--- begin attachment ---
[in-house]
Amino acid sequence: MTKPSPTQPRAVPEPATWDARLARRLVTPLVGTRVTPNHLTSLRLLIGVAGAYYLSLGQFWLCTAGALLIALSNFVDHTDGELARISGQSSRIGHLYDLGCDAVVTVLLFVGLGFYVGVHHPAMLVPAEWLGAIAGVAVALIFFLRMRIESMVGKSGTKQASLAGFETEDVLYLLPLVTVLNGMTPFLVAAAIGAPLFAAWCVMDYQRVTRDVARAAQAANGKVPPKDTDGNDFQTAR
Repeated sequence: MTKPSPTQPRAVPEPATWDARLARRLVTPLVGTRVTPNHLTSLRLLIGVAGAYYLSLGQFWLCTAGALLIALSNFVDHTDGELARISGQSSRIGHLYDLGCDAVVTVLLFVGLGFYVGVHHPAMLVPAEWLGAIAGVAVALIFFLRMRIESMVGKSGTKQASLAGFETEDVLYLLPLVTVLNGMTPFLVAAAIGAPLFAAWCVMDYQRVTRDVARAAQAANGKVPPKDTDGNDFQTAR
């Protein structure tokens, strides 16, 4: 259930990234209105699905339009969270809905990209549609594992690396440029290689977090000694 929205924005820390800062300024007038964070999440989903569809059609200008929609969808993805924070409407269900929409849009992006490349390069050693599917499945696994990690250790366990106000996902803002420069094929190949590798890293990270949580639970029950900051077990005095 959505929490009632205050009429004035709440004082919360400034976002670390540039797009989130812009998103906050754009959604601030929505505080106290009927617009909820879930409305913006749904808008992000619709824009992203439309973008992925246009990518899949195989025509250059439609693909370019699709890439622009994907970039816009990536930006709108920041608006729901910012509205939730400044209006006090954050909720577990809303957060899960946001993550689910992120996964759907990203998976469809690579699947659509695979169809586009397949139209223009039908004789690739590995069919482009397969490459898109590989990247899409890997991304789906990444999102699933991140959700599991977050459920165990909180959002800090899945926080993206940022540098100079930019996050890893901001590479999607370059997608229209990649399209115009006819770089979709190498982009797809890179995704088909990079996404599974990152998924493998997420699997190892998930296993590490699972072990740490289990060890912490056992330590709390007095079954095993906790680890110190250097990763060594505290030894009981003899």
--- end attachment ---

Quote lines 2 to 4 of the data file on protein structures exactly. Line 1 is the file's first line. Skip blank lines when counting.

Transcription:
Amino acid sequence: MTKPSPTQPRAVPEPATWDARLARRLVTPLVGTRVTPNHLTSLRLLIGVAGAYYLSLGQFWLCTAGALLIALSNFVDHTDGELARISGQSSRIGHLYDLGCDAVVTVLLFVGLGFYVGVHHPAMLVPAEWLGAIAGVAVALIFFLRMRIESMVGKSGTKQASLAGFETEDVLYLLPLVTVLNGMTPFLVAAAIGAPLFAAWCVMDYQRVTRDVARAAQAANGKVPPKDTDGNDFQTAR
Repeated sequence: MTKPSPTQPRAVPEPATWDARLARRLVTPLVGTRVTPNHLTSLRLLIGVAGAYYLSLGQFWLCTAGALLIALSNFVDHTDGELARISGQSSRIGHLYDLGCDAVVTVLLFVGLGFYVGVHHPAMLVPAEWLGAIAGVAVALIFFLRMRIESMVGKSGTKQASLAGFETEDVLYLLPLVTVLNGMTPFLVAAAIGAPLFAAWCVMDYQRVTRDVARAAQAANGKVPPKDTDGNDFQTAR
């Protein structure tokens, strides 16, 4: 259930990234209105699905339009969270809905990209549609594992690396440029290689977090000694 929205924005820390800062300024007038964070999440989903569809059609200008929609969808993805924070409407269900929409849009992006490349390069050693599917499945696994990690250790366990106000996902803002420069094929190949590798890293990270949580639970029950900051077990005095 959505929490009632205050009429004035709440004082919360400034976002670390540039797009989130812009998103906050754009959604601030929505505080106290009927617009909820879930409305913006749904808008992000619709824009992203439309973008992925246009990518899949195989025509250059439609693909370019699709890439622009994907970039816009990536930006709108920041608006729901910012509205939730400044209006006090954050909720577990809303957060899960946001993550689910992120996964759907990203998976469809690579699947659509695979169809586009397949139209223009039908004789690739590995069919482009397969490459898109590989990247899409890997991304789906990444999102699933991140959700599991977050459920165990909180959002800090899945926080993206940022540098100079930019996050890893901001590479999607370059997608229209990649399209115009006819770089979709190498982009797809890179995704088909990079996404599974990152998924493998997420699997190892998930296993590490699972072990740490289990060890912490056992330590709390007095079954095993906790680890110190250097990763060594505290030894009981003899």